The paper reporting the advance has been published in the journal Advanced Functional Materials. The research was recognized for its excellence and was published as a front cover paper in Advanced Functional Materials. Charging an electric vehicle usually takes about 10 hours or longer, and even with fast-charging methods, it takes at least 30 minutes. That is assuming there is an available spot at a charging station. If we could charge electric vehicle batteries as quickly as refueling gasoline-powered cars, it could help alleviate the shortage of EV charging stations.
The efficiency of lithium-ion batteries, the type used in electric vehicles, is determined by the anode material’s capability to store lithium ions. Recently, Professor Won Bae Kim, from the Department of Chemical Engineering and the Graduate Institute of Ferrous & Energy Materials Technology at Pohang University of Science and Technology (POSTECH, President Moo Hwan Kim), led a research team to develop a new anode material.
By synthesizing “manganese ferrites” anode material into nanosheets with larger surface area more lithium ions can be stored overcoming its theoretical limits. Image Credit: POSTECH. Click the press release link for more images and information.
His team, which included Ph.D. candidates Song Kyu Kang and Minho Kim from the Department of Chemical Engineering, synthesized manganese ferrites (Mn3-xFexO4) nanosheets using a novel self-hybridization method involving a straightforward galvanic replacement-derived process. This groundbreaking technique boosts storage capacity approximately 1.5 times above the theoretical limit and enables an electric vehicle to be charged in as little as six minutes.
In this study, the research team devised a new method to synthesize manganese ferrites as anode material known for its superior lithium-ion storage capacity and ferromagnetic properties.
First, a galvanic replacement reaction*1 took place in a solution of manganese oxide mixed with iron, leading to a heterostructure compound with manganese oxide inside and iron oxide outside.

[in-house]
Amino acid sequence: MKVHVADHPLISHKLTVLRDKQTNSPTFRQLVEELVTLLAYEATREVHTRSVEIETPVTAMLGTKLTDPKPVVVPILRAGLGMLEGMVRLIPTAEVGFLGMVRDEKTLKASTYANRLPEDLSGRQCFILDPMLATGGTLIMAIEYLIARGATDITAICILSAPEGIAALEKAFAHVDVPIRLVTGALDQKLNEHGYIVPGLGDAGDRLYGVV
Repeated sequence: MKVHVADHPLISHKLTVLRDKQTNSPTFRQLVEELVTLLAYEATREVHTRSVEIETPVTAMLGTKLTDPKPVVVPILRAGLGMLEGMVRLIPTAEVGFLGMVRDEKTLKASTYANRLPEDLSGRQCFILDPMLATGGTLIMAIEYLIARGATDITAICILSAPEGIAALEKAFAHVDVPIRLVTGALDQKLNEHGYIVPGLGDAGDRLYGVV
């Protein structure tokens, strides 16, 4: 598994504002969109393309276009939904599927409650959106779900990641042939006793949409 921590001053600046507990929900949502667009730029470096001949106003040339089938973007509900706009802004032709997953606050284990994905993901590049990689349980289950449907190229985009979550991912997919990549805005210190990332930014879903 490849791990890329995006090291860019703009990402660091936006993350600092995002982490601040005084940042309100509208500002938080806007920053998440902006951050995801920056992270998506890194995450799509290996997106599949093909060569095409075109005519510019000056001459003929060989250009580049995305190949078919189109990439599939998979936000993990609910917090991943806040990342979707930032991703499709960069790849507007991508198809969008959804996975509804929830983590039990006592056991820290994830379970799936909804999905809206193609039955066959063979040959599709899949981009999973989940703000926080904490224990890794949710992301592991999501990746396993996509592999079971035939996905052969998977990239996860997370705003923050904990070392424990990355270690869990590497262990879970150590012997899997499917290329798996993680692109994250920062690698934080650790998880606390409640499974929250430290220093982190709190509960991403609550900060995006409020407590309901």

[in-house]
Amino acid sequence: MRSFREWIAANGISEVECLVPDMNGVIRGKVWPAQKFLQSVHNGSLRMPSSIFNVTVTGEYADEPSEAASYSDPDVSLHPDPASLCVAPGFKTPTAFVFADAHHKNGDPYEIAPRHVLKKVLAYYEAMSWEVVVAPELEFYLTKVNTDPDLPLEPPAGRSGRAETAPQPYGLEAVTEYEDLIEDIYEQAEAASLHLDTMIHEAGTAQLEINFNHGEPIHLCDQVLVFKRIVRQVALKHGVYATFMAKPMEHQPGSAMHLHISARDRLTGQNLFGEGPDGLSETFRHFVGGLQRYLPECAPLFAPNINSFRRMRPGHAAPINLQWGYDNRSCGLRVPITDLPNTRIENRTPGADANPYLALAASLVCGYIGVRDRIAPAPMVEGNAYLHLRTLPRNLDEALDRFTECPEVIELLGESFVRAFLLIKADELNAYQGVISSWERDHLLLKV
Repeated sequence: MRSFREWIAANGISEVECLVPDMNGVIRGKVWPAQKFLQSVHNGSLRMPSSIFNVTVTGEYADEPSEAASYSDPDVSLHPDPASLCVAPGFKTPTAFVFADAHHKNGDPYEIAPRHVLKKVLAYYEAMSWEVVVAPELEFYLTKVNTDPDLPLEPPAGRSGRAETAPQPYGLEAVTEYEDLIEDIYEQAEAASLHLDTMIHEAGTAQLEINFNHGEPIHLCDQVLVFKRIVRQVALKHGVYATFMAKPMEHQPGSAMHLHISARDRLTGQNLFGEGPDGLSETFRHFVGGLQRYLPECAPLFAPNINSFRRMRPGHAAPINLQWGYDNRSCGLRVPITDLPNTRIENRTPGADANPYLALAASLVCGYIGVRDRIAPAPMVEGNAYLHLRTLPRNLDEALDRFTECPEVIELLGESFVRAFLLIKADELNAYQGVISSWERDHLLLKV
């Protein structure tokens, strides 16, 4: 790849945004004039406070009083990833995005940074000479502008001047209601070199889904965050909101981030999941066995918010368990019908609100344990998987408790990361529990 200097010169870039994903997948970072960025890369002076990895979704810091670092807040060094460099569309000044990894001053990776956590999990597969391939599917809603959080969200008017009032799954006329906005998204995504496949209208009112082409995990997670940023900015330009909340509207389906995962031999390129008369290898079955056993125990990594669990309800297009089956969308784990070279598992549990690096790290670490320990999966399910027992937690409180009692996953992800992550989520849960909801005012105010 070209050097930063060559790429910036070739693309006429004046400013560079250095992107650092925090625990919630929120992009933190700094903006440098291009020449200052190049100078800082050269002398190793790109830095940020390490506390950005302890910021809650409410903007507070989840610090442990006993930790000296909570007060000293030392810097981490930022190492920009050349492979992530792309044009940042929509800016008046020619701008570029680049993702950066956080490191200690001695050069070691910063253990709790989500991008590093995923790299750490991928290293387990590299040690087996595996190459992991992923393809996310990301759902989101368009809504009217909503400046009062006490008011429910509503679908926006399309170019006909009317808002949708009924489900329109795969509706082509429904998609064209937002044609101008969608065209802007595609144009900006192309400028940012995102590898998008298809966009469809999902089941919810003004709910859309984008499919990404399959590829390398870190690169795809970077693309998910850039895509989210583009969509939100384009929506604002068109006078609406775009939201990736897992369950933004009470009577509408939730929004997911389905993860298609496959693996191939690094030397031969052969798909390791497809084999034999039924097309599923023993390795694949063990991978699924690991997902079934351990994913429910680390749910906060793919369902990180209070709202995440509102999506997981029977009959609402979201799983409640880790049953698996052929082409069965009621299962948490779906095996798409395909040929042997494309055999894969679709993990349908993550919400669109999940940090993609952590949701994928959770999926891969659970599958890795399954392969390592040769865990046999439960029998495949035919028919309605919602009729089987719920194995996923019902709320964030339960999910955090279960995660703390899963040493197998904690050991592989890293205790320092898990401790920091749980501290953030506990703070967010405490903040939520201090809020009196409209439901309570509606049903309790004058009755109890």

The team further used a hydrothermal method*2 to create nanometer-thick sheets of manganese ferrites with expanded surface areas. This approach harnessed highly spin-polarized electrons, which significantly enhanced the storage capacity for a substantial quantity of lithium ions. This innovation allowed the team to effectively exceed the theoretical capacity of the manganese ferrites anode material by over 50 percent.
Enlarging the surface area of the anode material facilitated the simultaneous movement of a large quantity of lithium ions, thereby improving the battery’s charging speed. Experimental results showed that just six minutes are required to charge and discharge a battery with a capacity equivalent to that used in EVs currently on the market. This study has refined the challenging synthesis process to make a breakthrough in the theoretical capacity of the anode material and significantly accelerate the battery charging process.
Professor Won Bae Kim, the research group’s leader, stated, “We have offered a new understanding on how to overcome the electrochemical limitations of conventional anode materials and increase battery capacity by applying the rational design with surface alteration using electron spin.” He expressed optimism that this development could lead to increased battery durability and reduced recharging time for electric vehicles.
The research was conducted with the support of the Mid-Career Researcher Program and the Advanced Research Center Program of National Research Foundation of Korea and the Ministry of Science and ICT, and the Ministry of Trade, Industry and Energy Program to Upgrade the Performance of Next Generation Rechargeable Lithium-ion Batteries and Develop New Manufacturing Technologies.
- Galvanic replacement reaction
An electrochemical reaction when a metal meets a metal ion with a higher reduction potential.
- Hydrothermal method
A method of synthesizing nanoparticles and microparticles by reacting an aqueous solution containing metal ions at high temperature and pressures.
This might be a major breakthrough for the field of lithium ion battery chemistry. Should this technology get to commercial scale there will be a new standard for competing technologies to face.
A 50 percent increase in capacity would be a major change to even small systems like cell phones. And just staying at the same capacity would save on the total lithium needed.
And a six minute charge? Unheard of until now. Lets hope this technology will scale up easily!
By Brian Westenhaus for Oilprice.com
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